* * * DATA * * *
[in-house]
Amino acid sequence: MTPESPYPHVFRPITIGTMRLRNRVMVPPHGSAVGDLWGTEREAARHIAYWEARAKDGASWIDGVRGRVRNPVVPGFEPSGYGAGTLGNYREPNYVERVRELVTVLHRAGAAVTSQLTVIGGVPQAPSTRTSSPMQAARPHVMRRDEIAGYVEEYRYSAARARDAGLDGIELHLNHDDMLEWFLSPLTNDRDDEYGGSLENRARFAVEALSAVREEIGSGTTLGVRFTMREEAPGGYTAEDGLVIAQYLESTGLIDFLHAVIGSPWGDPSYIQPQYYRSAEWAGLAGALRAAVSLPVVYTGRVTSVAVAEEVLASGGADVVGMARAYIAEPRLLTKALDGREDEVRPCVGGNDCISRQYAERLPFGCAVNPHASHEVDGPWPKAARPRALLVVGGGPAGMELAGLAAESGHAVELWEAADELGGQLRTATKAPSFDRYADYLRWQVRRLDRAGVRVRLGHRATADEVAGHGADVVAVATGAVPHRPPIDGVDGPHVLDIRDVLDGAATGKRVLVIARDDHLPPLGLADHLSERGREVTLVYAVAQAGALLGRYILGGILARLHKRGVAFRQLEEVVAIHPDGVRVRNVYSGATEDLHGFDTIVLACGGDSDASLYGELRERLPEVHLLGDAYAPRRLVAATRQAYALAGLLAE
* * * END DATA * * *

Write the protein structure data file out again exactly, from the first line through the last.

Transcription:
[in-house]
Amino acid sequence: MTPESPYPHVFRPITIGTMRLRNRVMVPPHGSAVGDLWGTEREAARHIAYWEARAKDGASWIDGVRGRVRNPVVPGFEPSGYGAGTLGNYREPNYVERVRELVTVLHRAGAAVTSQLTVIGGVPQAPSTRTSSPMQAARPHVMRRDEIAGYVEEYRYSAARARDAGLDGIELHLNHDDMLEWFLSPLTNDRDDEYGGSLENRARFAVEALSAVREEIGSGTTLGVRFTMREEAPGGYTAEDGLVIAQYLESTGLIDFLHAVIGSPWGDPSYIQPQYYRSAEWAGLAGALRAAVSLPVVYTGRVTSVAVAEEVLASGGADVVGMARAYIAEPRLLTKALDGREDEVRPCVGGNDCISRQYAERLPFGCAVNPHASHEVDGPWPKAARPRALLVVGGGPAGMELAGLAAESGHAVELWEAADELGGQLRTATKAPSFDRYADYLRWQVRRLDRAGVRVRLGHRATADEVAGHGADVVAVATGAVPHRPPIDGVDGPHVLDIRDVLDGAATGKRVLVIARDDHLPPLGLADHLSERGREVTLVYAVAQAGALLGRYILGGILARLHKRGVAFRQLEEVVAIHPDGVRVRNVYSGATEDLHGFDTIVLACGGDSDASLYGELRERLPEVHLLGDAYAPRRLVAATRQAYALAGLLAE